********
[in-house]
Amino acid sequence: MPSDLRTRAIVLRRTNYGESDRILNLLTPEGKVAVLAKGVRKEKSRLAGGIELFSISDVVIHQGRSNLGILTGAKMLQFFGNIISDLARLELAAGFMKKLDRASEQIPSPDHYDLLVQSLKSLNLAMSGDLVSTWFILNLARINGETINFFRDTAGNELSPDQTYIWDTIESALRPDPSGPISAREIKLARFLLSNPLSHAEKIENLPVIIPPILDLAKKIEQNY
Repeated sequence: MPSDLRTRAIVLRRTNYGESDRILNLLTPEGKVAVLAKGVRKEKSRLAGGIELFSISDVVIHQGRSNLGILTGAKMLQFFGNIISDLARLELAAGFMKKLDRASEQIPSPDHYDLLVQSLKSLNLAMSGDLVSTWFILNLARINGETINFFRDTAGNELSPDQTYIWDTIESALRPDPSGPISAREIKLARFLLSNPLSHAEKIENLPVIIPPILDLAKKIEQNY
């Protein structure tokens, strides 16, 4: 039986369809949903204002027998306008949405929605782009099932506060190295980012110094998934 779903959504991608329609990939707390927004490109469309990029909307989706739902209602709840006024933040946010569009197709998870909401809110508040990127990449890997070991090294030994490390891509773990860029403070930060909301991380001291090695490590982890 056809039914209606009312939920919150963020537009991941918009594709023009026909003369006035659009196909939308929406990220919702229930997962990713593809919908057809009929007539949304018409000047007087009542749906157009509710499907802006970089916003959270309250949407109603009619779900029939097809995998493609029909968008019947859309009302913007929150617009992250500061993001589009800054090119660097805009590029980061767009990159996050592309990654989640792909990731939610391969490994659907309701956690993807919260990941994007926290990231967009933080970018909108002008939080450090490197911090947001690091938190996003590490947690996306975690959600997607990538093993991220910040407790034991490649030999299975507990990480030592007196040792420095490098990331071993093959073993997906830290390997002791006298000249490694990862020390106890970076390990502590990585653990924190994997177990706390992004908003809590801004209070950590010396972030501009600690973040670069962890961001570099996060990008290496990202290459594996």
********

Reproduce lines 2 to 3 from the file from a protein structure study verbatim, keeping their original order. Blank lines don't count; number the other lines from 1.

Amino acid sequence: MPSDLRTRAIVLRRTNYGESDRILNLLTPEGKVAVLAKGVRKEKSRLAGGIELFSISDVVIHQGRSNLGILTGAKMLQFFGNIISDLARLELAAGFMKKLDRASEQIPSPDHYDLLVQSLKSLNLAMSGDLVSTWFILNLARINGETINFFRDTAGNELSPDQTYIWDTIESALRPDPSGPISAREIKLARFLLSNPLSHAEKIENLPVIIPPILDLAKKIEQNY
Repeated sequence: MPSDLRTRAIVLRRTNYGESDRILNLLTPEGKVAVLAKGVRKEKSRLAGGIELFSISDVVIHQGRSNLGILTGAKMLQFFGNIISDLARLELAAGFMKKLDRASEQIPSPDHYDLLVQSLKSLNLAMSGDLVSTWFILNLARINGETINFFRDTAGNELSPDQTYIWDTIESALRPDPSGPISAREIKLARFLLSNPLSHAEKIENLPVIIPPILDLAKKIEQNY